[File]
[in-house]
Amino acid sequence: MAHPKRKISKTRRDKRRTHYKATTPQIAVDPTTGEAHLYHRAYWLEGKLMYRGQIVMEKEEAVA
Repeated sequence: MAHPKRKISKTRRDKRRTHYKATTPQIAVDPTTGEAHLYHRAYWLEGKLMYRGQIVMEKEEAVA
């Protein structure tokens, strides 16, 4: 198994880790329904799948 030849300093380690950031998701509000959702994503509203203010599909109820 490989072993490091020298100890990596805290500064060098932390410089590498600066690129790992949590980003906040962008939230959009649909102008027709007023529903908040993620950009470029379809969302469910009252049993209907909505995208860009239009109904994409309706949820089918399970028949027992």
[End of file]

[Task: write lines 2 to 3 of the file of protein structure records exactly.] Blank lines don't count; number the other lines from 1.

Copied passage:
Amino acid sequence: MAHPKRKISKTRRDKRRTHYKATTPQIAVDPTTGEAHLYHRAYWLEGKLMYRGQIVMEKEEAVA
Repeated sequence: MAHPKRKISKTRRDKRRTHYKATTPQIAVDPTTGEAHLYHRAYWLEGKLMYRGQIVMEKEEAVA